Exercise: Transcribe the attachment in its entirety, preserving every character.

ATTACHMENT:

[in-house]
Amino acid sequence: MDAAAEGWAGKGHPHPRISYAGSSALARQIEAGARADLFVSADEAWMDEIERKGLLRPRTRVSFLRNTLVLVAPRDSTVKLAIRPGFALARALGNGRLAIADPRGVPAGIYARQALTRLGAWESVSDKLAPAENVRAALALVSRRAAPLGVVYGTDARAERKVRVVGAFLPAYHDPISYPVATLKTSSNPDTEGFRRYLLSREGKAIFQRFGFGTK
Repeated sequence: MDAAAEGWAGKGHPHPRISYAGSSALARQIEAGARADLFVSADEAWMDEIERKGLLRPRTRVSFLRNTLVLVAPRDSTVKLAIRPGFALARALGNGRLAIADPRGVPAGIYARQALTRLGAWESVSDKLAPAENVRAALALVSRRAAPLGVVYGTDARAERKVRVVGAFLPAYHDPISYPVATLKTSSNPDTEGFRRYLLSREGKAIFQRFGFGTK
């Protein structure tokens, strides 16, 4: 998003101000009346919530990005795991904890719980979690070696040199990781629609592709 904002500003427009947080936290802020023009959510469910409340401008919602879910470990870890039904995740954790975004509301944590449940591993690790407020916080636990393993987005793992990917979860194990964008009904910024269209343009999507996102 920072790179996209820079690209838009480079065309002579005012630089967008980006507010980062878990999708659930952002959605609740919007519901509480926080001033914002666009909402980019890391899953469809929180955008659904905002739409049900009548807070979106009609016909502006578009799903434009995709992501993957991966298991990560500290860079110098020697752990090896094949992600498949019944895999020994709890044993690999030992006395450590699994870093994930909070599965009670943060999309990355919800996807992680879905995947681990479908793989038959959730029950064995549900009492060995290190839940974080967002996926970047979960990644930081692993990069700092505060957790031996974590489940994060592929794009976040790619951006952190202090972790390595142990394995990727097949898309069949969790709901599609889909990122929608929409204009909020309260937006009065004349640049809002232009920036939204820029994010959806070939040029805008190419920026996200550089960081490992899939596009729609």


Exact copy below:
[in-house]
Amino acid sequence: MDAAAEGWAGKGHPHPRISYAGSSALARQIEAGARADLFVSADEAWMDEIERKGLLRPRTRVSFLRNTLVLVAPRDSTVKLAIRPGFALARALGNGRLAIADPRGVPAGIYARQALTRLGAWESVSDKLAPAENVRAALALVSRRAAPLGVVYGTDARAERKVRVVGAFLPAYHDPISYPVATLKTSSNPDTEGFRRYLLSREGKAIFQRFGFGTK
Repeated sequence: MDAAAEGWAGKGHPHPRISYAGSSALARQIEAGARADLFVSADEAWMDEIERKGLLRPRTRVSFLRNTLVLVAPRDSTVKLAIRPGFALARALGNGRLAIADPRGVPAGIYARQALTRLGAWESVSDKLAPAENVRAALALVSRRAAPLGVVYGTDARAERKVRVVGAFLPAYHDPISYPVATLKTSSNPDTEGFRRYLLSREGKAIFQRFGFGTK
């Protein structure tokens, strides 16, 4: 998003101000009346919530990005795991904890719980979690070696040199990781629609592709 904002500003427009947080936290802020023009959510469910409340401008919602879910470990870890039904995740954790975004509301944590449940591993690790407020916080636990393993987005793992990917979860194990964008009904910024269209343009999507996102 920072790179996209820079690209838009480079065309002579005012630089967008980006507010980062878990999708659930952002959605609740919007519901509480926080001033914002666009909402980019890391899953469809929180955008659904905002739409049900009548807070979106009609016909502006578009799903434009995709992501993957991966298991990560500290860079110098020697752990090896094949992600498949019944895999020994709890044993690999030992006395450590699994870093994930909070599965009670943060999309990355919800996807992680879905995947681990479908793989038959959730029950064995549900009492060995290190839940974080967002996926970047979960990644930081692993990069700092505060957790031996974590489940994060592929794009976040790619951006952190202090972790390595142990394995990727097949898309069949969790709901599609889909990122929608929409204009909020309260937006009065004349640049809002232009920036939204820029994010959806070939040029805008190419920026996200550089960081490992899939596009729609």